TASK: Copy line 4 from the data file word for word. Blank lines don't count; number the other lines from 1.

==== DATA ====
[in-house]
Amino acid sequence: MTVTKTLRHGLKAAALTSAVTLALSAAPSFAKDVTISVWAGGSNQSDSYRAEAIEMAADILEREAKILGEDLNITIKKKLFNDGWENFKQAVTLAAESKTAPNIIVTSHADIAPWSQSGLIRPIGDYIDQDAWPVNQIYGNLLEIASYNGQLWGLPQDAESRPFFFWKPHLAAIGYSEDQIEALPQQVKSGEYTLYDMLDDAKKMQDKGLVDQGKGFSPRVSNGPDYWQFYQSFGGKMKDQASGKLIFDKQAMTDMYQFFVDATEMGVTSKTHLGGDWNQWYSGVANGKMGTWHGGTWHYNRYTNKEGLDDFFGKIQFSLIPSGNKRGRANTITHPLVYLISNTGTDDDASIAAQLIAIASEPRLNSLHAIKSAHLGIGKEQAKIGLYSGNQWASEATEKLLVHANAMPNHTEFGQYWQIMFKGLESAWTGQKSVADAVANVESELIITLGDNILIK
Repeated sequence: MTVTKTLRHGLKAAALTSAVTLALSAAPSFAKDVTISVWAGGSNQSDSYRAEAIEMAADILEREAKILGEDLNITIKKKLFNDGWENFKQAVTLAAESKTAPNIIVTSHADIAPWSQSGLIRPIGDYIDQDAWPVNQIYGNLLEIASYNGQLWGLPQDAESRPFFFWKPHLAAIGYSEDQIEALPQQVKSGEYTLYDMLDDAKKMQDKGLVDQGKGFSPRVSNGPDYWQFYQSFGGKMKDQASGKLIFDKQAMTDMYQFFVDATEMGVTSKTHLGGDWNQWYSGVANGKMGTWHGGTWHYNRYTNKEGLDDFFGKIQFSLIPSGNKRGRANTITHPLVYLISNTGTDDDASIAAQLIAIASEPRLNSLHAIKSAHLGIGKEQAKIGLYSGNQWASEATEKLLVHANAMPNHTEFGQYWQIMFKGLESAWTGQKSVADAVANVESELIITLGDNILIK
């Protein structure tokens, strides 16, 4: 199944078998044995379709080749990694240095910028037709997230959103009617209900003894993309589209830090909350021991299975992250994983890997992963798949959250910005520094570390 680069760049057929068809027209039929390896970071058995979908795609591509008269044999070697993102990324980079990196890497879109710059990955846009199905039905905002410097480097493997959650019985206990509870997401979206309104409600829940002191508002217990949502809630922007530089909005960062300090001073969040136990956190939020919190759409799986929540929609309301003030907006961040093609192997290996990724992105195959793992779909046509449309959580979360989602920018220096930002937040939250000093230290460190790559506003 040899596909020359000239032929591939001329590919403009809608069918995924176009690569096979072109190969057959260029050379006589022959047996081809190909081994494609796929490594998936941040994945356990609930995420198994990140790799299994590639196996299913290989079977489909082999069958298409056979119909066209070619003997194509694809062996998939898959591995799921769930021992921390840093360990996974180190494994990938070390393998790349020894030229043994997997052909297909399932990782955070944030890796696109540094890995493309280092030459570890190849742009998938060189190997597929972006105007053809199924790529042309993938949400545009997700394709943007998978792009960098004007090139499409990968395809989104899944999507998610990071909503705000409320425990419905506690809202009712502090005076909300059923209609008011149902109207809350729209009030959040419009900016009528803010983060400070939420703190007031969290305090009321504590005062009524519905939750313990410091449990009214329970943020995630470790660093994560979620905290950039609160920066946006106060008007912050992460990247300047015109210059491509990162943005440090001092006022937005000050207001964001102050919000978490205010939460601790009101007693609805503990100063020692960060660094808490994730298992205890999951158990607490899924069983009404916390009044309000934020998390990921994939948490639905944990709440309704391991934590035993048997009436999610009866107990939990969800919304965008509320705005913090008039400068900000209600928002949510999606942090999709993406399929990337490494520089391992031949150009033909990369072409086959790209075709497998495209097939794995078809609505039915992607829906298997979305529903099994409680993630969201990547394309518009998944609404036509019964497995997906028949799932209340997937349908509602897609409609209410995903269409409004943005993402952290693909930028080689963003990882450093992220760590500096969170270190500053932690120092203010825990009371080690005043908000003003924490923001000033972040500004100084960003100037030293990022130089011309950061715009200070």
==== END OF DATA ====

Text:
């Protein structure tokens, strides 16, 4: 199944078998044995379709080749990694240095910028037709997230959103009617209900003894993309589209830090909350021991299975992250994983890997992963798949959250910005520094570390 680069760049057929068809027209039929390896970071058995979908795609591509008269044999070697993102990324980079990196890497879109710059990955846009199905039905905002410097480097493997959650019985206990509870997401979206309104409600829940002191508002217990949502809630922007530089909005960062300090001073969040136990956190939020919190759409799986929540929609309301003030907006961040093609192997290996990724992105195959793992779909046509449309959580979360989602920018220096930002937040939250000093230290460190790559506003 040899596909020359000239032929591939001329590919403009809608069918995924176009690569096979072109190969057959260029050379006589022959047996081809190909081994494609796929490594998936941040994945356990609930995420198994990140790799299994590639196996299913290989079977489909082999069958298409056979119909066209070619003997194509694809062996998939898959591995799921769930021992921390840093360990996974180190494994990938070390393998790349020894030229043994997997052909297909399932990782955070944030890796696109540094890995493309280092030459570890190849742009998938060189190997597929972006105007053809199924790529042309993938949400545009997700394709943007998978792009960098004007090139499409990968395809989104899944999507998610990071909503705000409320425990419905506690809202009712502090005076909300059923209609008011149902109207809350729209009030959040419009900016009528803010983060400070939420703190007031969290305090009321504590005062009524519905939750313990410091449990009214329970943020995630470790660093994560979620905290950039609160920066946006106060008007912050992460990247300047015109210059491509990162943005440090001092006022937005000050207001964001102050919000978490205010939460601790009101007693609805503990100063020692960060660094808490994730298992205890999951158990607490899924069983009404916390009044309000934020998390990921994939948490639905944990709440309704391991934590035993048997009436999610009866107990939990969800919304965008509320705005913090008039400068900000209600928002949510999606942090999709993406399929990337490494520089391992031949150009033909990369072409086959790209075709497998495209097939794995078809609505039915992607829906298997979305529903099994409680993630969201990547394309518009998944609404036509019964497995997906028949799932209340997937349908509602897609409609209410995903269409409004943005993402952290693909930028080689963003990882450093992220760590500096969170270190500053932690120092203010825990009371080690005043908000003003924490923001000033972040500004100084960003100037030293990022130089011309950061715009200070």